My numerous articles about the NRRA cover a plethora of surplus lines issues from original implementation effective July 21, 2011, to issues that continue to cause confusion for surplus lines brokers.
These issues include the NRRA exemption from diligent search requirements as well as state attempts to redefine certain NRRA terms and provisions to generate additional surplus lines tax revenue, have redefined what is subject to surplus lines tax. These issues concern, among others, whether broker compensation is subject to surplus lines tax, a continuing saga.
There also is the issue of alien surplus lines insurers and whether the NAIC provides adequate oversight. And, historically, why state efforts to share surplus lines taxes failed.
The definition of “Home State” continues to be a thorny issue, particularly for “affiliated groups.”
What Is an NRRA Exempt Commercial Purchaser?
NRRA Exemption from Diligent Search: Some larger commercial insurance brokers appear to be uncertain about how the Exempt Commercial Purchaser (ECP) feature of the Nonadmitted and Reinsurance Reform Act of 2010 (NRRA), part of the Dodd Frank Act, effective July 21, 2011, works.
Things to Consider When Charging Broker Fees
A broker fee is a fee in addition to premium and commission that is charged by retail and wholesale insurance brokers and that ultimately is paid by
the insurance buyer. Such fees are subject to two overriding rules: (1) they must be fully disclosed to the insurance buyer and (2) they must be reasonable.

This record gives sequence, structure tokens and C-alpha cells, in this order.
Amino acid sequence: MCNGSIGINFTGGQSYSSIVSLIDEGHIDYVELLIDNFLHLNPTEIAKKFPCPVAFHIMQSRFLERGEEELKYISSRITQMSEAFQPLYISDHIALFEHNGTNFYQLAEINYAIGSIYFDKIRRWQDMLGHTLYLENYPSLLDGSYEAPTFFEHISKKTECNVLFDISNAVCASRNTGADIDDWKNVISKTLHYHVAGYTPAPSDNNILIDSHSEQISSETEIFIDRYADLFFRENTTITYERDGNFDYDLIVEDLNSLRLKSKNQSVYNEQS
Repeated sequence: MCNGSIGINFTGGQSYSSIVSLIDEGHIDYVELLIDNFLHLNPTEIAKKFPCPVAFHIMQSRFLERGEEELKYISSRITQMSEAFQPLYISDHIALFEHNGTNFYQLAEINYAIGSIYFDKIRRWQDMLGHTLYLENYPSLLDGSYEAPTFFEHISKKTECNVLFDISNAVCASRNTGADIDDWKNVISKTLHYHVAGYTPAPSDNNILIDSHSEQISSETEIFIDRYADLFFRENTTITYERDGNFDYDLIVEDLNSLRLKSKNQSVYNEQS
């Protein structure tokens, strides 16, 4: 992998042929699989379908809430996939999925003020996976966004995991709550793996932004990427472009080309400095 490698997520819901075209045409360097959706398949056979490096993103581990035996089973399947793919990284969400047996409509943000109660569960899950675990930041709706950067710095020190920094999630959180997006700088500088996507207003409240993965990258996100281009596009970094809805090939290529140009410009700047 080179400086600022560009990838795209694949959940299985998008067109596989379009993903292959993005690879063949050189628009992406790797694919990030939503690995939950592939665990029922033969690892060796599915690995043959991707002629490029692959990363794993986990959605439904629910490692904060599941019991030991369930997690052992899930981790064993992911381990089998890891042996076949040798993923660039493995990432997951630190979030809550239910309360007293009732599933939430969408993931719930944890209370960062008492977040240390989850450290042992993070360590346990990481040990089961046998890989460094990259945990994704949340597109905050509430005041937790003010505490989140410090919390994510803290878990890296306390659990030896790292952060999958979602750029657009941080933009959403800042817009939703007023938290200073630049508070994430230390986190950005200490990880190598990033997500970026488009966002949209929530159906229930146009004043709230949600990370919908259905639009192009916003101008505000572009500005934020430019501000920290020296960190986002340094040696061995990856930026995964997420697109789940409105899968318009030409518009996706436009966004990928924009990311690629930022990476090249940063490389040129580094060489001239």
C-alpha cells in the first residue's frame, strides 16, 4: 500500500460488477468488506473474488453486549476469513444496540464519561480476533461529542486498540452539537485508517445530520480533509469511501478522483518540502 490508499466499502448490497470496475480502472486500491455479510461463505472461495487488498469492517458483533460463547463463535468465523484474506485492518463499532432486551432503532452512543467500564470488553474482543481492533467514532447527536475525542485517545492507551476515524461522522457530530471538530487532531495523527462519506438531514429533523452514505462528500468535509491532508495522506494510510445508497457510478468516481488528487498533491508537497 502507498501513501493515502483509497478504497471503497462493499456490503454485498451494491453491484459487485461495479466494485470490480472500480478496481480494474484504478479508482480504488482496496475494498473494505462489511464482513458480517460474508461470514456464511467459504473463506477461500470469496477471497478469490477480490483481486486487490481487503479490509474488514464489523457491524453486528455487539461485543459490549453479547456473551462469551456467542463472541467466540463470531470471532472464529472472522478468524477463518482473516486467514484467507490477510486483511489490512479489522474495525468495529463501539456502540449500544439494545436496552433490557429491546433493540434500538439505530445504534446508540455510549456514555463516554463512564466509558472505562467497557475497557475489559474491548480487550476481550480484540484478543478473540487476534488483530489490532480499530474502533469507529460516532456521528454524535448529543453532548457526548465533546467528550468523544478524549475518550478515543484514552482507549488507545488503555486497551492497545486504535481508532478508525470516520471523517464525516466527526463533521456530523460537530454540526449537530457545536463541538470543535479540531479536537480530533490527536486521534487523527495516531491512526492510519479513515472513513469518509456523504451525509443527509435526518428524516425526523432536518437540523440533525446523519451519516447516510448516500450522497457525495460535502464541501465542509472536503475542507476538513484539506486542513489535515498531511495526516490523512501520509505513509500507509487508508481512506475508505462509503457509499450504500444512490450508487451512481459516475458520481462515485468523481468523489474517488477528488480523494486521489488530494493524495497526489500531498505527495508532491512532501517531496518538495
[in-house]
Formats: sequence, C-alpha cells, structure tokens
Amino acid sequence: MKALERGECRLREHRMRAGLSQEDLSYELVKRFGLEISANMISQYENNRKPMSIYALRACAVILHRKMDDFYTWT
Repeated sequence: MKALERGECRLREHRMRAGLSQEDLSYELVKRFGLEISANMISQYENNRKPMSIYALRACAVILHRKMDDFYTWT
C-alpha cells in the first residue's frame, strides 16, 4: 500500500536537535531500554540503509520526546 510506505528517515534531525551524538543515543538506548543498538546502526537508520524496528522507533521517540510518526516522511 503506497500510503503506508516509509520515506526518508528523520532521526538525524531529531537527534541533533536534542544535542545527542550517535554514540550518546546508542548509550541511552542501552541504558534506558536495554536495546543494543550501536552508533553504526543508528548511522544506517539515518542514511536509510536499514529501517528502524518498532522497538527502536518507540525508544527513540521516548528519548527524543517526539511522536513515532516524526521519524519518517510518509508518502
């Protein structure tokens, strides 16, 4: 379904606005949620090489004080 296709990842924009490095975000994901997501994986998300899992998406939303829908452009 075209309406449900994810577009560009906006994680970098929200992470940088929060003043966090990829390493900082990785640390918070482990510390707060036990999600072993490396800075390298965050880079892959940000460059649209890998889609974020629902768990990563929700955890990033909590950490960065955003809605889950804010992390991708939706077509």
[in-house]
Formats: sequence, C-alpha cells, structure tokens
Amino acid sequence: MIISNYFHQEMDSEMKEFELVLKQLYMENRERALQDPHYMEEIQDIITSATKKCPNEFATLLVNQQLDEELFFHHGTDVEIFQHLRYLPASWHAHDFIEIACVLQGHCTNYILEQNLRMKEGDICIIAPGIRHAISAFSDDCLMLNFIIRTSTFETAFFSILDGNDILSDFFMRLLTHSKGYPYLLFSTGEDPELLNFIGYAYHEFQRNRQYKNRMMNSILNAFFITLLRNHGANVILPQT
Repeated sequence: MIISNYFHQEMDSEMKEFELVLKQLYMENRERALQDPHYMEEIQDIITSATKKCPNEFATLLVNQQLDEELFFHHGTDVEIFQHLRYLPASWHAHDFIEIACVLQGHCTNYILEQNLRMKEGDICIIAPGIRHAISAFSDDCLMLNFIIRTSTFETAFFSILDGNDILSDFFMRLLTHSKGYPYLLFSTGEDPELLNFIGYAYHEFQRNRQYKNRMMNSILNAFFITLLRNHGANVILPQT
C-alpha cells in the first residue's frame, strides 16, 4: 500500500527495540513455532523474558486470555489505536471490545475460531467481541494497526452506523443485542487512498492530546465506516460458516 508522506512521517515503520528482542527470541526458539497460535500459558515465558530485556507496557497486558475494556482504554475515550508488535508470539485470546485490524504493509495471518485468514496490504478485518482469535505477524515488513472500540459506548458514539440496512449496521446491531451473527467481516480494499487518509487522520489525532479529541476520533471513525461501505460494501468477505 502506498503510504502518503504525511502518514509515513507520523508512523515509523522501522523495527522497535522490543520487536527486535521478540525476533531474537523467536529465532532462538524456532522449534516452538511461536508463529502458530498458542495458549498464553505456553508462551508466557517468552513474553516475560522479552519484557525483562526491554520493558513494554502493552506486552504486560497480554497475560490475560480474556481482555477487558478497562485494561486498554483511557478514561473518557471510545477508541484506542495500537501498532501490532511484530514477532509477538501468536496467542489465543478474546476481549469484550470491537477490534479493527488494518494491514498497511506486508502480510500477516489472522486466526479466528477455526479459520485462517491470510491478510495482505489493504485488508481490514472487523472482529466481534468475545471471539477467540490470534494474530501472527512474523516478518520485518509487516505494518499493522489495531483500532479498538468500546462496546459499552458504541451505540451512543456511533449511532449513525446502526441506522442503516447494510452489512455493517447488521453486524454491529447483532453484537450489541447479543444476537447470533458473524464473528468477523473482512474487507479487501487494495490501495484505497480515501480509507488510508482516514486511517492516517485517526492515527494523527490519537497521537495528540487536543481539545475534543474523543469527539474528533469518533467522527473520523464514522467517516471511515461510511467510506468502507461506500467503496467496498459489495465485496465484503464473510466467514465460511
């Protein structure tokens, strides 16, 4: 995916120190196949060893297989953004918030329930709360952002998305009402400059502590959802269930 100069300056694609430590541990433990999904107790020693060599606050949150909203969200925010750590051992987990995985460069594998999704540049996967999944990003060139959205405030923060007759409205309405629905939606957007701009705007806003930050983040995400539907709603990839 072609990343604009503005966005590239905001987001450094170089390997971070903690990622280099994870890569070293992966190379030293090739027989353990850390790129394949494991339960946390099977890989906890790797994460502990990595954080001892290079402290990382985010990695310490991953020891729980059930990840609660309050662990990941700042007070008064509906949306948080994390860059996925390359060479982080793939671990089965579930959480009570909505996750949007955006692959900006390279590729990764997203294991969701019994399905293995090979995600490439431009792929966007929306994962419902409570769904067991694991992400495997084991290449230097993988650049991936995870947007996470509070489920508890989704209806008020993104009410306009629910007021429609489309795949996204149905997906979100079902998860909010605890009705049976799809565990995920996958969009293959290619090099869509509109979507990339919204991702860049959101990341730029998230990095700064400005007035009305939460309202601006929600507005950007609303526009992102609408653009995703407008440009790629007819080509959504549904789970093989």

To Fee or Not to Fee… That is the Question!
Presentation On Broker Fee Considerations
Rebating Laws Should Not Apply to Broker Fee Agreements
Broker Fee Agreements: A negotiated retail broker agreement is a contract between a retail producer and an insuranace buyer whereby the parties agree to a total package of services for a fee that takes account of the broker’s commission compensation for procuring insurance — as well as for other “value-added” services that may extend beyond the specified terms of the various insurance policies.
Why Regulators Should Dump Anti-Rebating Laws
Anti-Rebating Laws are Anti-Competitive: For the commercial property and casualty, and employee benefits segments of the insurance industry, anti-rebating laws are both nonsense and anti-consumer. Competition is intended to protect competitiveness in the marketplace, not to protect competitors.
Surplus Lines Regulatory Picture for 2013
Emerging Surplus Lines Market Risks: State implementation of the Nonadmitted and Reinsurance Reform Act (NRRA), effective July 21, 2011, proceeded relatively smoothly during 2012, albeit with a few hiccups as industry and regulators navigated the transition to home state taxation and regulation of surplus lines transactions.
Surplus Lines: Regulators Vetting of Alien Nonadmitted Insurers
The NAIC as Gatekeeper for Alien Surplus Lines Insurers: The National Association of Insurance Commissioners (NAIC) is a non-profit entity that acts as the trade association for state insurance commissioners.
Surplus Lines Analysis: Multistate Clearinghouse Economics Don’t Work
Multistate Clearinghouses for Surplus Lines Premium are Destined for Failure: Recent data from Florida indicate that the economics for a multistate surplus lines tax allocation clearinghouse are unworkable. There simply is not enough multistate surplus lines tax to support the cost of a clearinghouse.